STRATHAM — Just three years into his tenure as the first-ever town administrator, Paul Deschaine found himself confronted with a crisis when a microburst tore through Stratham Hill Park in August 1991. It devastated the hillside and knocked down a pavilion onto a crowd of people seeking shelter, killing three and injuring 11.

“I was on the other side of town that day and we just had a thunderstorm go through, no big deal. So I didn’t know what happened until someone walked by and said, ‘too bad about the park’ and I drove right over to the emergency operation center to begin that process,” Deschaine said. “To this day there are first responders who were there who say they can’t smell pine without thinking about the destruction in the park that day.”

Deschaine said he came to view his role as a “facilitator” so when the town was down and out following the microburst at Stratham Hill, he rolled up his sleeves and became the point person helping the community coordinate the effort to rebuild the park by obtaining grants, accepting donations from citizens’ and working with the National Guard, which came in to bulldoze downed trees and rebuild structures.

“That really showed the community spirit we had and that was rebuilt with very little local tax money, but it took a lot of effort from a lot of people to get it done,” he said.

Deschaine said being resourceful allowed him to thrive for the next 27 years as Stratham’s town administrator.

Now, after announcing his retirement in June after three full decades in the position, Friday marked his last day in the only job he’s known since he came to Stratham with his wife Mikki in December 1988.

“It’s (retirement) hard to describe because on one hand I’m too busy to think about it, but then there are little things like when our accounting supervisor emails me to tell me she just put in my termination date,” Deschaine said. “I’ve half packed my office and there’s the litany of people coming in to congratulate me and thank me, which reinforces that it’s happening.”

Deschaine came to Stratham after working in several jobs for the state of Maine and said he was looking for a career change to municipal government when Stratham hired him to be the town’s first administrator. Prior to his arrival, the Board of Selectman was responsible for running the town's day-to-day business, he said.

“It (being the first administrator) had its advantages because there wasn’t any prescribed expectation other than to help. It almost took 10 years before residents realized they had a town administrator and stopped mistaking me as a selectman,” Deschaine said with a laugh. “The selectman wanted a town administrator because there were problems, and when you come into a job those problems haven’t gone away so it was left to me to solve them. Sometimes I was successful and sometimes I wasn’t, but I always worked to find a path forward.”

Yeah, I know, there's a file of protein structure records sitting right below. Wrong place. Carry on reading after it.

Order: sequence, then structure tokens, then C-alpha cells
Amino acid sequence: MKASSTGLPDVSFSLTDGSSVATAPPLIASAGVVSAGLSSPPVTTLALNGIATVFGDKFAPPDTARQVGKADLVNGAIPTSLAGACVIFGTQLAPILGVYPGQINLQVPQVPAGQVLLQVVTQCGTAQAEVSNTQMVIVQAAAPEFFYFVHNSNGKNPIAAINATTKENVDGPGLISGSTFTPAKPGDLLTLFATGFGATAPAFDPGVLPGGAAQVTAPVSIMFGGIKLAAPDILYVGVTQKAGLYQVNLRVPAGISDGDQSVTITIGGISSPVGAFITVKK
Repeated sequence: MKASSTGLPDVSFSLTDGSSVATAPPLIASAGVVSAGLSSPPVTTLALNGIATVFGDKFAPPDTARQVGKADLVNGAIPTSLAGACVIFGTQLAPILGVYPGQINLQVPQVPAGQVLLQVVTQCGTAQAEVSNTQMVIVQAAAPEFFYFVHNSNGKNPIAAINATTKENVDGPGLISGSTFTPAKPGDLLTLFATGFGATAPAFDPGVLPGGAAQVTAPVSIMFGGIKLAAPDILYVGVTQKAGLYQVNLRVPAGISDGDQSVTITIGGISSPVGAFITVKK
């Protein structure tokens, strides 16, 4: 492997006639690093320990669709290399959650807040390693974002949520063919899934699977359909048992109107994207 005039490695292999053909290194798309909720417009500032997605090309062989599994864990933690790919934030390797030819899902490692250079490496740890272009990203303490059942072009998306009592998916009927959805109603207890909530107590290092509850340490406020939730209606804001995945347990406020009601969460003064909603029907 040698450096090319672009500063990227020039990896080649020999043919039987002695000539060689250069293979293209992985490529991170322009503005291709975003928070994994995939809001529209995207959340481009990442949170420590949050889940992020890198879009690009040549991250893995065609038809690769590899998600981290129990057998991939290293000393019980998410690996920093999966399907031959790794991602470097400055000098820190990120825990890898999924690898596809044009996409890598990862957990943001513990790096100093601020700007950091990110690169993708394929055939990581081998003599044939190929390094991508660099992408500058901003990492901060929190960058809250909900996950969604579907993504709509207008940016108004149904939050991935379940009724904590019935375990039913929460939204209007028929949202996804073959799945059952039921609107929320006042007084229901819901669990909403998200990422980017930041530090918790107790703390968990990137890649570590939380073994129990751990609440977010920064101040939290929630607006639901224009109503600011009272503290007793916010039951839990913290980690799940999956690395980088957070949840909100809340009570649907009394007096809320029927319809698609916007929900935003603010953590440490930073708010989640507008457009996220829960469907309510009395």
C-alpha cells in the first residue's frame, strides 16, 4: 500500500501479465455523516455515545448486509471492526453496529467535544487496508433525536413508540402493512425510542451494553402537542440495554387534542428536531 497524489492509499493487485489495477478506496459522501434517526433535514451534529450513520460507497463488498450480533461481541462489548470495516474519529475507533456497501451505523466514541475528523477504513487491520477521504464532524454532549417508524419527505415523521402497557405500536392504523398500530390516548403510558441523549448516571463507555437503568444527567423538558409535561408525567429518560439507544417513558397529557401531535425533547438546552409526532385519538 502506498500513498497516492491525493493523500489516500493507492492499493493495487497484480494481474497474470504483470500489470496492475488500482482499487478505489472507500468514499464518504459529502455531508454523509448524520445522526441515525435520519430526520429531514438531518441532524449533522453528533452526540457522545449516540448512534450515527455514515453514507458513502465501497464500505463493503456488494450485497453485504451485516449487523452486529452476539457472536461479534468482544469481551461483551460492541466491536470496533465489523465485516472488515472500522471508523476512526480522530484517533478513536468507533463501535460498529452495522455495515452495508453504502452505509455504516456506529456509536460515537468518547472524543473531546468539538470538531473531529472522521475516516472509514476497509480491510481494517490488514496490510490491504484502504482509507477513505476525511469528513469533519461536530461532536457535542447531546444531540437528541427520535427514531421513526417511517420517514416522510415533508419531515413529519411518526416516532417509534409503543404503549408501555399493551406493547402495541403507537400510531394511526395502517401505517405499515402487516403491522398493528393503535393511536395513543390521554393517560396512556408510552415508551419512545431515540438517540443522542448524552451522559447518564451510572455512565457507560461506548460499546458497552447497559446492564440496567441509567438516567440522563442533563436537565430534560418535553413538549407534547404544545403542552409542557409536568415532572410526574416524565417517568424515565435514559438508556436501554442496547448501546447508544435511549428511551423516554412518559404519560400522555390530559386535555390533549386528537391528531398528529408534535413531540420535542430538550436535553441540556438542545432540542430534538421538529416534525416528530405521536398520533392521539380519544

During his tenure, Deschaine said he is proud of the town building new fire and police stations and a highway department garage, though he’s even more proud of raising his two children in town and being happily married for 36 years.

While the town has changed over the years he doesn’t feel like Stratham has lost its character.

Beyond working in his everyday capacity overseeing all aspects of town government, Deschaine was a regular volunteer at the Stratham Fair each year and is heavily involved with the county, serving on the board of directors of the Regional Economic Development Center. He is also known for being a guest reader during children’s story time at Wiggin Memorial Library.

“Paul knows Stratham so well and he was never afraid to step out of his comfort zone to be there for the kids at the library. He’s a fixture and stable force in Stratham; he knows everything and everyone knows him,” library director Lesley Kimball said. “He’s always been a big supporter of the library.”

Selectman Joe Lovejoy said Deschaine deserves a lot of credit for working with a number of selectmen over the years toward reaching a consensus among the various members in order to keep moving Stratham forward.

“Paul’s ability to work with the multiplicity of the board and all the personalities is a testament to his flexibility and his ability to get along with just about everyone. He was a tremendous help to me when I was first elected three years ago in getting my feet under me when I became a selectman,” Lovejoy said. “He was a great teacher and a great mentor to me personally, so as excited as I am to work with the new town administrator, I’m also really going to miss Paul.”

Deschaine said he won’t be disappearing from the scene in town. He agreed to stay on in a part-time capacity to help incoming town administrator David Moore, who is moving on from his assistant city manager job with Portsmouth, prepare for Town Meeting. He said upon completion of that role, he is going to take some time to enjoy himself and his family before choosing his next endeavor.

“I’ve got a couple options I’m thinking about, but the first one is decompress and clear the head, which won’t happen until Town Meeting. I need a break from those responsibilities for a bit, he said. "I have been away from my wife so much over the years and I want to spend time with her and concentrate on my health. The staff we have now is great, they’re the reason why I felt comfortable stepping away because I was leaving the town in their hands. I’m really going to miss working with them.”